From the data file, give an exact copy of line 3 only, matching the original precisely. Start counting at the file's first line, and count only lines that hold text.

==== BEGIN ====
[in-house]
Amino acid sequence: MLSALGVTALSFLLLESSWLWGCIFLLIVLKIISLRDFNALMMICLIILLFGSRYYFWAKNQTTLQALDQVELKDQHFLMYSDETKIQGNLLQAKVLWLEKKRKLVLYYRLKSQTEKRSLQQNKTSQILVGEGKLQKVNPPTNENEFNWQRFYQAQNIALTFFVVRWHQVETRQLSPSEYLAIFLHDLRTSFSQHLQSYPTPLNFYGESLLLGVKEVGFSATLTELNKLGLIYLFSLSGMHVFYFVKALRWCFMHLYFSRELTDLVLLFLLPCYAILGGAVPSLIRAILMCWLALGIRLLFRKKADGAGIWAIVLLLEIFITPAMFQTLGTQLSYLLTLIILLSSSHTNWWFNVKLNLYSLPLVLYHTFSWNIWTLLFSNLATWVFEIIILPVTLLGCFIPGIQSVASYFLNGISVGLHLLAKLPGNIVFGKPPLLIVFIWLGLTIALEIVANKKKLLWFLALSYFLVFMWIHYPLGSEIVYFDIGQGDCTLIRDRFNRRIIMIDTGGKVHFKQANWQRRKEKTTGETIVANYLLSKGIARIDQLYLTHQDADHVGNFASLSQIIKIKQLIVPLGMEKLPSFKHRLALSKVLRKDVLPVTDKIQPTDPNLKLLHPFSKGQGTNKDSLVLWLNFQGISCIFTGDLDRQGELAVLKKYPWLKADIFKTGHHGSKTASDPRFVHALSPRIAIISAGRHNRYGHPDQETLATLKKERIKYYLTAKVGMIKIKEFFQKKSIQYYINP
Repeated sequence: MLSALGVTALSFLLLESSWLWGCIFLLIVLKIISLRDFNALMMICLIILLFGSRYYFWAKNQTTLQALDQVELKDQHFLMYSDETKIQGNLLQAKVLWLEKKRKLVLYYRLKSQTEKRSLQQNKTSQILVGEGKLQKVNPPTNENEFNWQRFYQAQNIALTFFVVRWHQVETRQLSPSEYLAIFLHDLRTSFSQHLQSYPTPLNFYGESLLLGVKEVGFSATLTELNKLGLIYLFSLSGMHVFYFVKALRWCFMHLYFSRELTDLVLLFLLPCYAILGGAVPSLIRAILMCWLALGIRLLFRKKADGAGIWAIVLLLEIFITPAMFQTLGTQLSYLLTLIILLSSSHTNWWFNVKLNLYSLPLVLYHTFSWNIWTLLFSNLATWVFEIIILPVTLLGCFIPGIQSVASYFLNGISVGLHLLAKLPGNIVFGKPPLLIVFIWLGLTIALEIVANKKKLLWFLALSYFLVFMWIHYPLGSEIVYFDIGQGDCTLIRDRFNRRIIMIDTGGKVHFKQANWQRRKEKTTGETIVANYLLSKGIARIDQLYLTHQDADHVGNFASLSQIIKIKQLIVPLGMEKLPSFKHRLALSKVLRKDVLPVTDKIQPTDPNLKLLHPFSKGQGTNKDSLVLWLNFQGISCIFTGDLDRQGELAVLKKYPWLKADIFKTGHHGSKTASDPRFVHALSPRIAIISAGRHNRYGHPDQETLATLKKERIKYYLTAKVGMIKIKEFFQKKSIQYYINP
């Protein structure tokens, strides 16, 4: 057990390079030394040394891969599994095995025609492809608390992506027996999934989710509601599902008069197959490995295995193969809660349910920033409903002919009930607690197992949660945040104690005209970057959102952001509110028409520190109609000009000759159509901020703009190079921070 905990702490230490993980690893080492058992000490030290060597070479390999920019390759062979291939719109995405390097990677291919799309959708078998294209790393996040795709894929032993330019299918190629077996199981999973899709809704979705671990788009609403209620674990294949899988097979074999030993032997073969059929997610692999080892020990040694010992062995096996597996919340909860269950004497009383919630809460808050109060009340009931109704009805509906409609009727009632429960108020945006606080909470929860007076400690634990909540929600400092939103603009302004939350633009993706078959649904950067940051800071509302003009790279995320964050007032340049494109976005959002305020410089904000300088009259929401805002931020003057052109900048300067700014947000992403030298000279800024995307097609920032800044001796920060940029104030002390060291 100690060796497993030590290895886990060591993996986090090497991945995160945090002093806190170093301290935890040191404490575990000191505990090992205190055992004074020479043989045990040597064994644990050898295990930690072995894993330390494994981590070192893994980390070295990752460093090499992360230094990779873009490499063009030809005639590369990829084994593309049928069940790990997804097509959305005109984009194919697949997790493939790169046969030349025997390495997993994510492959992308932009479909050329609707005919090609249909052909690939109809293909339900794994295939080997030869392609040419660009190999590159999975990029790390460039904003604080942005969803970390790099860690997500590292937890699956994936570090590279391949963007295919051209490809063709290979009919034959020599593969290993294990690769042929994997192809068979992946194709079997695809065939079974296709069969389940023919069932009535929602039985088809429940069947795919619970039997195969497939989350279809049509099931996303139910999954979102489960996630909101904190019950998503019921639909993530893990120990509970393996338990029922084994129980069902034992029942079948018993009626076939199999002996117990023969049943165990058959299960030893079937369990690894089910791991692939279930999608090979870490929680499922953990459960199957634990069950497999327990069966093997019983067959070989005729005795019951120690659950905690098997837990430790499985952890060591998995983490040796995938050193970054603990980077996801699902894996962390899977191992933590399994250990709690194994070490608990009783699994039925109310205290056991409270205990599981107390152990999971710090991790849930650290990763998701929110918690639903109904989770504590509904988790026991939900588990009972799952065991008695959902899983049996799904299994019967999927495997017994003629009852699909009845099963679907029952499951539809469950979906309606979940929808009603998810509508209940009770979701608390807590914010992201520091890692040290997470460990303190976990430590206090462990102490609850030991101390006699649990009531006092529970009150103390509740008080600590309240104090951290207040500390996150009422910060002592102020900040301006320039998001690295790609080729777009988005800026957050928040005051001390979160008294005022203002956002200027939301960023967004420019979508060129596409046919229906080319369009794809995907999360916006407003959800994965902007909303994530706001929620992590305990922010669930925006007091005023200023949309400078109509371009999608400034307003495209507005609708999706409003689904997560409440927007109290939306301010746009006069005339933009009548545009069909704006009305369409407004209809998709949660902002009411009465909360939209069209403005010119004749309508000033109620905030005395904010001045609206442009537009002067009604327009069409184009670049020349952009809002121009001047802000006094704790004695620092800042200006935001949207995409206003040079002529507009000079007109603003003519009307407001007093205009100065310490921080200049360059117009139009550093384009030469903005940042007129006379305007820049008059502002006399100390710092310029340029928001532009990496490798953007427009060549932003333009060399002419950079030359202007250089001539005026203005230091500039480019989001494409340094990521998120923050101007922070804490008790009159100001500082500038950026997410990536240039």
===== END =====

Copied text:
Repeated sequence: MLSALGVTALSFLLLESSWLWGCIFLLIVLKIISLRDFNALMMICLIILLFGSRYYFWAKNQTTLQALDQVELKDQHFLMYSDETKIQGNLLQAKVLWLEKKRKLVLYYRLKSQTEKRSLQQNKTSQILVGEGKLQKVNPPTNENEFNWQRFYQAQNIALTFFVVRWHQVETRQLSPSEYLAIFLHDLRTSFSQHLQSYPTPLNFYGESLLLGVKEVGFSATLTELNKLGLIYLFSLSGMHVFYFVKALRWCFMHLYFSRELTDLVLLFLLPCYAILGGAVPSLIRAILMCWLALGIRLLFRKKADGAGIWAIVLLLEIFITPAMFQTLGTQLSYLLTLIILLSSSHTNWWFNVKLNLYSLPLVLYHTFSWNIWTLLFSNLATWVFEIIILPVTLLGCFIPGIQSVASYFLNGISVGLHLLAKLPGNIVFGKPPLLIVFIWLGLTIALEIVANKKKLLWFLALSYFLVFMWIHYPLGSEIVYFDIGQGDCTLIRDRFNRRIIMIDTGGKVHFKQANWQRRKEKTTGETIVANYLLSKGIARIDQLYLTHQDADHVGNFASLSQIIKIKQLIVPLGMEKLPSFKHRLALSKVLRKDVLPVTDKIQPTDPNLKLLHPFSKGQGTNKDSLVLWLNFQGISCIFTGDLDRQGELAVLKKYPWLKADIFKTGHHGSKTASDPRFVHALSPRIAIISAGRHNRYGHPDQETLATLKKERIKYYLTAKVGMIKIKEFFQKKSIQYYINP